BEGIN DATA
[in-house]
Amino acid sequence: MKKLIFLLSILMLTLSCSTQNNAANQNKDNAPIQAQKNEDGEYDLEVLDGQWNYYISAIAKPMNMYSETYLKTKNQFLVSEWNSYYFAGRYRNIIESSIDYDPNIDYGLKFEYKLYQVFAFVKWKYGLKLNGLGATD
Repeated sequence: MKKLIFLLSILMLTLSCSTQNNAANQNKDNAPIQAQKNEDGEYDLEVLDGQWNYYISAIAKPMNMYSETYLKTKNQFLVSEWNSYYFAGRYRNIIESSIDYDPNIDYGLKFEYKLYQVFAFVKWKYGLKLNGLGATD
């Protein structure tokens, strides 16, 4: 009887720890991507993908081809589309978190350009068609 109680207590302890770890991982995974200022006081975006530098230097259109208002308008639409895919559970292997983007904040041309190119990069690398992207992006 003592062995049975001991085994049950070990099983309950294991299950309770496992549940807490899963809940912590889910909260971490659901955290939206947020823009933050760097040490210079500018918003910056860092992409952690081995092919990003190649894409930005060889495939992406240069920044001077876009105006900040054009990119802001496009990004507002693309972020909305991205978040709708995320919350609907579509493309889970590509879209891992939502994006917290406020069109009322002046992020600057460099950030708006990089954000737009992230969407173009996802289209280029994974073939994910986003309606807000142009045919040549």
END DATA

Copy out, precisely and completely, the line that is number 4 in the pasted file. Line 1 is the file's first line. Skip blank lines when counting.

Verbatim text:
């Protein structure tokens, strides 16, 4: 009887720890991507993908081809589309978190350009068609 109680207590302890770890991982995974200022006081975006530098230097259109208002308008639409895919559970292997983007904040041309190119990069690398992207992006 003592062995049975001991085994049950070990099983309950294991299950309770496992549940807490899963809940912590889910909260971490659901955290939206947020823009933050760097040490210079500018918003910056860092992409952690081995092919990003190649894409930005060889495939992406240069920044001077876009105006900040054009990119802001496009990004507002693309972020909305991205978040709708995320919350609907579509493309889970590509879209891992939502994006917290406020069109009322002046992020600057460099950030708006990089954000737009992230969407173009996802289209280029994974073939994910986003309606807000142009045919040549």